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Masai Mara Trips
This is the most popular of Kenya’s parks, with very good reason. Almost every species of animal you can think of in relation to East Africa lives on the well-watered plains in this remote part of the country. The landscape is mainly gently rolling grassland, with the rainfall in the north being double that of the south. The Mara River runs from north to south through the park and then turns westwards to Lake Victoria. Most of the plains are covered in a type of red-oat grass with acacias and thorn trees.
The Mara is 275 km southwest of Nairobi (five hours by road) in the remote southwestern corner of the country right on the Tanzanian border. The greater Mara covers some 1510 sq km ranging between 1500 m and 2100 m above sea level and is an extension of Tanzania’s Serengeti National Park, which covers some 40,000 sq km between the Rift Valley and Lake Victoria.Read more
If you can, time a visit with the annual migration, which, although it is determined by the times of the rains, generally runs as follows: hundreds of thousands of wildebeest (estimated at 500,000), gazelle and zebra move northwards from the Serengeti Plains in January, having exhausted the grazing there, and arrive in the Masai Mara by about July. In the Mara, the herbivores are joined by yet another 100,000 wildebeest coming from the Loita Hills, eat of the Mara. Once the Mara’s new grass has been eaten, the wildebeests, zebra and gazelles retrace their long journey south to Tanzania in October, where their young are born, and where the grasslands have been replenished in their absence. It is estimated that in four or five months, wildebeest alone deposit 60,000 tonnes of dung, which fertilizes the grasslands for the next year’s migration.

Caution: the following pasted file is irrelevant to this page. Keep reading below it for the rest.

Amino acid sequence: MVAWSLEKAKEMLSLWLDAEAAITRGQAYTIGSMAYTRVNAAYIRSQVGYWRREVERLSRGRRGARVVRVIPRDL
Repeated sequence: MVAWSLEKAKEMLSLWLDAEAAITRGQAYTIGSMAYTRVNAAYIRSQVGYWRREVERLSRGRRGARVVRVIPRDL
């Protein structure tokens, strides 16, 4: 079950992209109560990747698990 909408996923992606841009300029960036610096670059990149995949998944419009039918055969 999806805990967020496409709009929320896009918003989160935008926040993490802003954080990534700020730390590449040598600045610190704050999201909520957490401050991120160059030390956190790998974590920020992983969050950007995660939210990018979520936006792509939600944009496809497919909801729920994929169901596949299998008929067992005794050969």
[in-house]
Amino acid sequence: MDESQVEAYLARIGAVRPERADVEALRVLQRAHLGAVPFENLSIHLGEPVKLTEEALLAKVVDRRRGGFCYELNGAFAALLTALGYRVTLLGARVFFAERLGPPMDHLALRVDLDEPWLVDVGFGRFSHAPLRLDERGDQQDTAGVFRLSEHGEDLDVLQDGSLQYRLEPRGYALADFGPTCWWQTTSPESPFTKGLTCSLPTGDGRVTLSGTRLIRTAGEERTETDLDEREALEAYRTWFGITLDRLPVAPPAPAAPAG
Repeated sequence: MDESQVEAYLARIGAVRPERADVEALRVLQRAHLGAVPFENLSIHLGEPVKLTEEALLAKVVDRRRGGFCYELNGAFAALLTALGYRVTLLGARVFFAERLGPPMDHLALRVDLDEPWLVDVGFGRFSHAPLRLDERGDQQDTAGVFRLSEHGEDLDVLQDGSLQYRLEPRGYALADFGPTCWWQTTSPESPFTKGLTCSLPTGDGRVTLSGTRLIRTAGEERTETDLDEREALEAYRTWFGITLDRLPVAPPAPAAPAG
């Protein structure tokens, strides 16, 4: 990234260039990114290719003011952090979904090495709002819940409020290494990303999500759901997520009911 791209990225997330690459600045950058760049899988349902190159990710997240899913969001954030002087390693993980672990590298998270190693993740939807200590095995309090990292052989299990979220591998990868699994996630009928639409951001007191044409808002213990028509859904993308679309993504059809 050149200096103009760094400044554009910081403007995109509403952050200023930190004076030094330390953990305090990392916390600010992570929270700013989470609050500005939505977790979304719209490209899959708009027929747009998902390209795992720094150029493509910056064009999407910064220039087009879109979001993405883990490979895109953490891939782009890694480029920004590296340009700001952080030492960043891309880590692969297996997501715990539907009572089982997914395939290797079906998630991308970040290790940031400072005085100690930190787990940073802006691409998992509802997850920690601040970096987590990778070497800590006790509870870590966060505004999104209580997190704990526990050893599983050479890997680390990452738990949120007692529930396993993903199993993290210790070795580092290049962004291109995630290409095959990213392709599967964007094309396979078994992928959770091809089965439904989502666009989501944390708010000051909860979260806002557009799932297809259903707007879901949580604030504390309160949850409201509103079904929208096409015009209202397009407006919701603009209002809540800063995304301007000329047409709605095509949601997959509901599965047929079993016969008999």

This lengthy trek costs the lives of many old, young, lame and unlucky animals, picked off by predators such as lions, leopard and hyenas. One of the highlights of the migration is seeing the animals crossing the Mara River. Sometimes thousands of animals will amass on the banks waiting for an opportunity to cross. First one, then another and then the whole frenetic herd leap into the water. Most make it to the other side but many hundreds either drown or are taken by crocodiles lurking beneath the surface.
To witness the migration is one nature’s most unique, spectacular and most memorable experiences.